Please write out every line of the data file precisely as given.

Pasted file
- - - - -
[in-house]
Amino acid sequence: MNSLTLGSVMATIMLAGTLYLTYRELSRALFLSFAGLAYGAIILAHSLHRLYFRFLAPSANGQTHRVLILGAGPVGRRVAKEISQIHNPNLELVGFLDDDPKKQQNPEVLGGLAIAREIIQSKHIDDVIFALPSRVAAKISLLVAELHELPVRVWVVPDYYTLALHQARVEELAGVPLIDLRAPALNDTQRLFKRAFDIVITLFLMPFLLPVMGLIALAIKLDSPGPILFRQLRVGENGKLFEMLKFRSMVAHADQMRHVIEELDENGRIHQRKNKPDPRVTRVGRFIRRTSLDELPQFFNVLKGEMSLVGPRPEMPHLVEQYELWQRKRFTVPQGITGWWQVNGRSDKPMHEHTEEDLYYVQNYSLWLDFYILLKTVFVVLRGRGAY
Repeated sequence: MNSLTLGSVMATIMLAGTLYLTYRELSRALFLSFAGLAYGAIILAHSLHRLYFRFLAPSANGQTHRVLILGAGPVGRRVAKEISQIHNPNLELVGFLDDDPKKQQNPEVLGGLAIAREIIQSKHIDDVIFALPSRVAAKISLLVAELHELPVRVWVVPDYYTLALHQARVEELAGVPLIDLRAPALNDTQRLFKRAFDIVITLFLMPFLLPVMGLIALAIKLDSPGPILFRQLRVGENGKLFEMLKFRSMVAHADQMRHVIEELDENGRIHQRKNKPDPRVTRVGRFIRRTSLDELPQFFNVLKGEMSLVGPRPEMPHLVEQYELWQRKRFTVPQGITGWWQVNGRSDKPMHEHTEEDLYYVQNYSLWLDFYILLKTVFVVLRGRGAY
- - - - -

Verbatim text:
[in-house]
Amino acid sequence: MNSLTLGSVMATIMLAGTLYLTYRELSRALFLSFAGLAYGAIILAHSLHRLYFRFLAPSANGQTHRVLILGAGPVGRRVAKEISQIHNPNLELVGFLDDDPKKQQNPEVLGGLAIAREIIQSKHIDDVIFALPSRVAAKISLLVAELHELPVRVWVVPDYYTLALHQARVEELAGVPLIDLRAPALNDTQRLFKRAFDIVITLFLMPFLLPVMGLIALAIKLDSPGPILFRQLRVGENGKLFEMLKFRSMVAHADQMRHVIEELDENGRIHQRKNKPDPRVTRVGRFIRRTSLDELPQFFNVLKGEMSLVGPRPEMPHLVEQYELWQRKRFTVPQGITGWWQVNGRSDKPMHEHTEEDLYYVQNYSLWLDFYILLKTVFVVLRGRGAY
Repeated sequence: MNSLTLGSVMATIMLAGTLYLTYRELSRALFLSFAGLAYGAIILAHSLHRLYFRFLAPSANGQTHRVLILGAGPVGRRVAKEISQIHNPNLELVGFLDDDPKKQQNPEVLGGLAIAREIIQSKHIDDVIFALPSRVAAKISLLVAELHELPVRVWVVPDYYTLALHQARVEELAGVPLIDLRAPALNDTQRLFKRAFDIVITLFLMPFLLPVMGLIALAIKLDSPGPILFRQLRVGENGKLFEMLKFRSMVAHADQMRHVIEELDENGRIHQRKNKPDPRVTRVGRFIRRTSLDELPQFFNVLKGEMSLVGPRPEMPHLVEQYELWQRKRFTVPQGITGWWQVNGRSDKPMHEHTEEDLYYVQNYSLWLDFYILLKTVFVVLRGRGAY